What your wall says about you on a video call4 min read . Updated: 07 Apr 2020, 10:50 PM IST
Locating the perfect background for a conference call and maintaining social distance from your spouse are just some of the challenges to working from home that the HR team didn’t inform you about
Many of us have now been working from home for the past few weeks. Our offices and social media have educated us extensively on the etiquette of working from home. How to use online platforms, conduct video meetings, ergonomic seating at home, dealing with ambient noise including sounds created by children and pets, and the need to pace yourself well. So we really don’t have much more to say on these serious work from home aspects.
We would like to highlight some of the smaller pain points and pleasures of working at your residence, which have perhaps missed the attention of our overworked human resources team members.
Your setting defines you
In my first video meeting from home, I realized that the wall behind me had a backdrop of two ferocious looking wooden face masks, which I had brought back from a visit to Korea many years ago.
I thought that wasn’t appropriate at all, and certainly not in today’s environment where masks have a very different implication. So for my next Microsoft Teams video call, I prudently moved to another spot at home, but then I suddenly realized that the backdrop behind me now had two tall metal cats on a sideboard, and a wall-hanging with eight Japanese Gods depicted on it. A colleague on the other end told me politely that this was very distracting. On reflection, I agreed with him.
Two thin cats and eight strange Gods is a little too much, measured by any standard. So, eventually, I moved to another location, where there was a plain white wall behind me, with absolutely nothing on it. So far, that’s worked well, and I feel quite professional once again.
Therefore, I would recommend a plain, neutral backdrop, when you do video calls from home. The main lesson here is, be aware of that wall behind you.
Physical distancing is very important to keep the coronavirus away, so all of us should certainly stay at home during this critical period, and adhere to the precautions that have been communicated to us by the health authorities clearly. What is equally important, for many of us who are not single, is adequate distancing from our spouse or partner, through our working day. This is because, notwithstanding all the love and affection we may have for each other, it is rather difficult for partners or spouses to be with each other, or cohabit and work in a single room, 24 hours a day.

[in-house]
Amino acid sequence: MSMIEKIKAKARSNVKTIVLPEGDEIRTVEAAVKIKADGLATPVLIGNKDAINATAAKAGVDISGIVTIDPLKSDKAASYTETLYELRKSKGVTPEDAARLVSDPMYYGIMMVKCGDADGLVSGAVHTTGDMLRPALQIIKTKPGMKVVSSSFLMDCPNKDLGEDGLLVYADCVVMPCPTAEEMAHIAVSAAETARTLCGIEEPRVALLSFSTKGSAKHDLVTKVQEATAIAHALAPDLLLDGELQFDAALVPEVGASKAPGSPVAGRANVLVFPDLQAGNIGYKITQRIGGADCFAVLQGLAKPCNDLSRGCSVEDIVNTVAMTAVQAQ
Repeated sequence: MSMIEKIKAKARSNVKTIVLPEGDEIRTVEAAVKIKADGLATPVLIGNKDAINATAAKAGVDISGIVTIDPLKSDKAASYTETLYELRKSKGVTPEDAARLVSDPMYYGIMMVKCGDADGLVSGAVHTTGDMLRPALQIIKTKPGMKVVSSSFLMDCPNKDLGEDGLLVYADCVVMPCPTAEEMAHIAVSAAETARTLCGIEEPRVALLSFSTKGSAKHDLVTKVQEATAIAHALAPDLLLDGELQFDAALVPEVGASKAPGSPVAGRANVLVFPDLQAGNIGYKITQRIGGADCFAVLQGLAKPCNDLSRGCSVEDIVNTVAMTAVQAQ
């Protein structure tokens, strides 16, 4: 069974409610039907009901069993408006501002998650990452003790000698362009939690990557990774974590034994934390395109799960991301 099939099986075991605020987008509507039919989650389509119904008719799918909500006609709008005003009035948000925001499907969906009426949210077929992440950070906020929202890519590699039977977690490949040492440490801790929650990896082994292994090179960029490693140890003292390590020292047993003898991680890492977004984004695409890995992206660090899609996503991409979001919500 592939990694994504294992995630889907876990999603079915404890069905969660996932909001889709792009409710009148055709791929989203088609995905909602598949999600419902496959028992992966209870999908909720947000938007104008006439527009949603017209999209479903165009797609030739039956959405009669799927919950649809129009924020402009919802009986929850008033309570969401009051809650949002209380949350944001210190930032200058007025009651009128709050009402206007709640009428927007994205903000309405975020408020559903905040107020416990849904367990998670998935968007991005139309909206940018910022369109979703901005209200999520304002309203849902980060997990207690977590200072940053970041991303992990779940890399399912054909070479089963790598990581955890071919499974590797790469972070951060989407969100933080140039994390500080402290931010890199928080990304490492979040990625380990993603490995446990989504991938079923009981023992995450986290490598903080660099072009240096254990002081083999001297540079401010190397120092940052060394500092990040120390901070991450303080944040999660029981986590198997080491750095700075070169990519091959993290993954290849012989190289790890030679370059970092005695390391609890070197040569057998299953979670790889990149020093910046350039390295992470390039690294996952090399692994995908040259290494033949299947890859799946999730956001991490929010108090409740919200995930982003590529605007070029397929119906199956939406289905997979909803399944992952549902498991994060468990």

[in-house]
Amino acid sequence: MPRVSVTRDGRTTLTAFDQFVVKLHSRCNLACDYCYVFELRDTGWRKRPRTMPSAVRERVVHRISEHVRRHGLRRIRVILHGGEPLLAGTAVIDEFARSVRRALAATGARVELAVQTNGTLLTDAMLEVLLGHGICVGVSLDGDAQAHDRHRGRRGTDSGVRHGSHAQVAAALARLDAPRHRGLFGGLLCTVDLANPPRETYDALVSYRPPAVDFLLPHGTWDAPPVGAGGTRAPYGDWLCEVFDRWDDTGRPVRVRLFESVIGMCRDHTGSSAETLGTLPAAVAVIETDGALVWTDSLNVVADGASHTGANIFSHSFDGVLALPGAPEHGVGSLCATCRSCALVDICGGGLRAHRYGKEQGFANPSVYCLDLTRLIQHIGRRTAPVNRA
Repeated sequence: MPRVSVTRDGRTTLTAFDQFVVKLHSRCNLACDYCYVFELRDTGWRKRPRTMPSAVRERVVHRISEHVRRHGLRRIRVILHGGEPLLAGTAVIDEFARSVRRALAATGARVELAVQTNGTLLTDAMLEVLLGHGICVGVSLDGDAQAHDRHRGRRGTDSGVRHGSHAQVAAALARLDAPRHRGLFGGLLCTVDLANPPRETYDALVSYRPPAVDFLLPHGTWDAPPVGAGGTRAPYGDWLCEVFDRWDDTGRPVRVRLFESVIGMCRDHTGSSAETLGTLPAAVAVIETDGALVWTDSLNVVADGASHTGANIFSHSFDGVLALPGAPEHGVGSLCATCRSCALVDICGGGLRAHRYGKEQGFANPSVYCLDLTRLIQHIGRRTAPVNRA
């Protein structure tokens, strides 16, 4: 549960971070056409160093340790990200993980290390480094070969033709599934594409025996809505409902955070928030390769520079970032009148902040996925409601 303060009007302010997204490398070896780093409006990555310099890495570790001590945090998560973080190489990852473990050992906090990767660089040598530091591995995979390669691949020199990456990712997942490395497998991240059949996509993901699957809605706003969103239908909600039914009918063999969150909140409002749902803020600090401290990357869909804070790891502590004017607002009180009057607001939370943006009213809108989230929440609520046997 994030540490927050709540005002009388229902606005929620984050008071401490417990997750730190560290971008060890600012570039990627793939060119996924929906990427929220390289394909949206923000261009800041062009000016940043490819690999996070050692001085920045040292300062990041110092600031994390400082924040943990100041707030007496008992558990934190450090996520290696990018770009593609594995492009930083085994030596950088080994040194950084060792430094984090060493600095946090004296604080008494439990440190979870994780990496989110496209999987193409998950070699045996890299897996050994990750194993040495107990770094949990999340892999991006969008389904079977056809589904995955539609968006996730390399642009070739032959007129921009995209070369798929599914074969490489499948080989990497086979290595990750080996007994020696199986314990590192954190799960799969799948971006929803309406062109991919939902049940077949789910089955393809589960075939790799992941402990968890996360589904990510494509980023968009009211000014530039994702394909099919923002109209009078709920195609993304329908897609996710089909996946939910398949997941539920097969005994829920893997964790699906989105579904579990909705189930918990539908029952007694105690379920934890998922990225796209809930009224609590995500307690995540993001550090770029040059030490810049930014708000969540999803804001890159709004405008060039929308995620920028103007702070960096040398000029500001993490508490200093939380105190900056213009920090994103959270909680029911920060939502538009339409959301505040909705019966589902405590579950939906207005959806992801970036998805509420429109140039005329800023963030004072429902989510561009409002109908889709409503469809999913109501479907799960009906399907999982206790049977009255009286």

Your voices begin grating on your nerves, your offices begin spilling into each other, and you cannot rule out occasional emotional outbursts that can upset the steady environment required for work. So, my data scientist wife now uses the study table, and I use the dining table. Or vice versa, on some days. We are comfortably far away from each other during the day, and then we meet again by 6pm, once we have logged off from our respective workplaces. Small homes may make a significant degree of separation difficult to achieve, but then, we are Indians, and we know how to adjust.
Making coffee and tea
One of the first work-from-home truths I realized was that good coffee and tea is essential for our brains to switch on, and work well. Many of our offices serve us excellent freshly brewed coffee, and some offices have gone to the extent of installing exotic fresh bean coffee machines with multiple Italian-style options. Frankly, our offices have spoilt us with all this choice, because when I tried my hand at brewing some fresh coffee at home on my first work-from-home day, it turned out weak and watery. On the second try, it became too milky and syrupy. Eventually, I got myself a nice, big jar of freeze dried instant coffee from the supermarket, diligently followed instructions on the label, and made a reasonably good cup. I have now realized that trying to brew fresh coffee at home is an art, and unless you know it well, and have all the right equipment with you, it is best to stick to making simple instant coffee. Similarly, to make some good tea quickly, between your online calls, the safe and fast option is the teabag. Don’t even try teapots and brewing, unless you have prior experience and at least 15 minutes at hand. The hard truth from this experience is that we take our workplace coffee and tea for granted.
Gossip, grapevine and murmurs
Most of my online calls have been productive, and the whole work-from-home system appears to be settling down well, when viewed through the narrow lens of work output. What I miss, though, is the buzz of office, including the gossip. How do you replicate this at home? Can online chats serve this purpose, even remotely? What is the work-from-home equivalent of the chatter at the water-cooler or in the corridor ? My recommendation here is to relax a little during lunchtime, and call your close office colleagues or friends in the time-tested, old-fashioned way, over telephone. If possible, even try a personal conference chatter call among the three of you, and try to replicate a little bit of the informal office buzz on this call, before you switch back to serious work. It is important to have office fun while working from home.
Harish Bhat works with the Tata Group. He has realized that he snacks far more often when he works from home. So he is now searching for a solution to this new problem.